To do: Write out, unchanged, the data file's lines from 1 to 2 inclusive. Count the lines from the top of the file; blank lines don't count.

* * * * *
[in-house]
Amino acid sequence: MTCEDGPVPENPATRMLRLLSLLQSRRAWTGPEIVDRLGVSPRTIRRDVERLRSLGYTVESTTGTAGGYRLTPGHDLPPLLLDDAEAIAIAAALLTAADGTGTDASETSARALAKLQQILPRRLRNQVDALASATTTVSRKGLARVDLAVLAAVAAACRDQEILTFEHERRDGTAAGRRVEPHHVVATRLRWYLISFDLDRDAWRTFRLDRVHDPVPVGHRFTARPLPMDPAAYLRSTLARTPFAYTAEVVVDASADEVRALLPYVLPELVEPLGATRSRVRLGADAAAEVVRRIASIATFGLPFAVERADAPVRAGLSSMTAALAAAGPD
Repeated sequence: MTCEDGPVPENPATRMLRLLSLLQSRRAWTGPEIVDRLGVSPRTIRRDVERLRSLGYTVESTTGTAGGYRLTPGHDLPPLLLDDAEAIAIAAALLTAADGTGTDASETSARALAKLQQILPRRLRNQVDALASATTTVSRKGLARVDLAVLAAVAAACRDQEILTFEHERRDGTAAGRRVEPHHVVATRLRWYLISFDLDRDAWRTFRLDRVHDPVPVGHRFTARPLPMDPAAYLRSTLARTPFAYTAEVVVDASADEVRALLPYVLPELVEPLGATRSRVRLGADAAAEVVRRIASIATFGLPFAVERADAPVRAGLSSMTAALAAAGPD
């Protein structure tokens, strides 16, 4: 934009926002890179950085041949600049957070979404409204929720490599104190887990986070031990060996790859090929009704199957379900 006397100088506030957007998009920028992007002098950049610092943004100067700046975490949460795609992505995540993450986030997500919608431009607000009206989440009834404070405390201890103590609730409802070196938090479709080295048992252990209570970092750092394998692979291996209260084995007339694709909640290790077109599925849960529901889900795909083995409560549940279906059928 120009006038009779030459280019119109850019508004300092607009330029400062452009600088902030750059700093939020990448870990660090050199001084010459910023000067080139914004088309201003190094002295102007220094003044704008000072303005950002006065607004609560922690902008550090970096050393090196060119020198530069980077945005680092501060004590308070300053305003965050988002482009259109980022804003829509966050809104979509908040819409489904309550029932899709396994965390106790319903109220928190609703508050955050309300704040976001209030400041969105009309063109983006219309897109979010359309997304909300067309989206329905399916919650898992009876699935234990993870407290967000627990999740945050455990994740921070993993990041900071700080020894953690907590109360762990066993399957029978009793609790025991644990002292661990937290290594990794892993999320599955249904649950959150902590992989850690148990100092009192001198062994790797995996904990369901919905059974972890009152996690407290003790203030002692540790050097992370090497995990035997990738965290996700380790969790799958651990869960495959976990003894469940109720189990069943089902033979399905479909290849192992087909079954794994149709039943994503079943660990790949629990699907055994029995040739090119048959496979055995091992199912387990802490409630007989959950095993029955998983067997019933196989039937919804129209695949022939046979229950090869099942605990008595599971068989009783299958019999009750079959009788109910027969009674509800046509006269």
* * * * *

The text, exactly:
[in-house]
Amino acid sequence: MTCEDGPVPENPATRMLRLLSLLQSRRAWTGPEIVDRLGVSPRTIRRDVERLRSLGYTVESTTGTAGGYRLTPGHDLPPLLLDDAEAIAIAAALLTAADGTGTDASETSARALAKLQQILPRRLRNQVDALASATTTVSRKGLARVDLAVLAAVAAACRDQEILTFEHERRDGTAAGRRVEPHHVVATRLRWYLISFDLDRDAWRTFRLDRVHDPVPVGHRFTARPLPMDPAAYLRSTLARTPFAYTAEVVVDASADEVRALLPYVLPELVEPLGATRSRVRLGADAAAEVVRRIASIATFGLPFAVERADAPVRAGLSSMTAALAAAGPD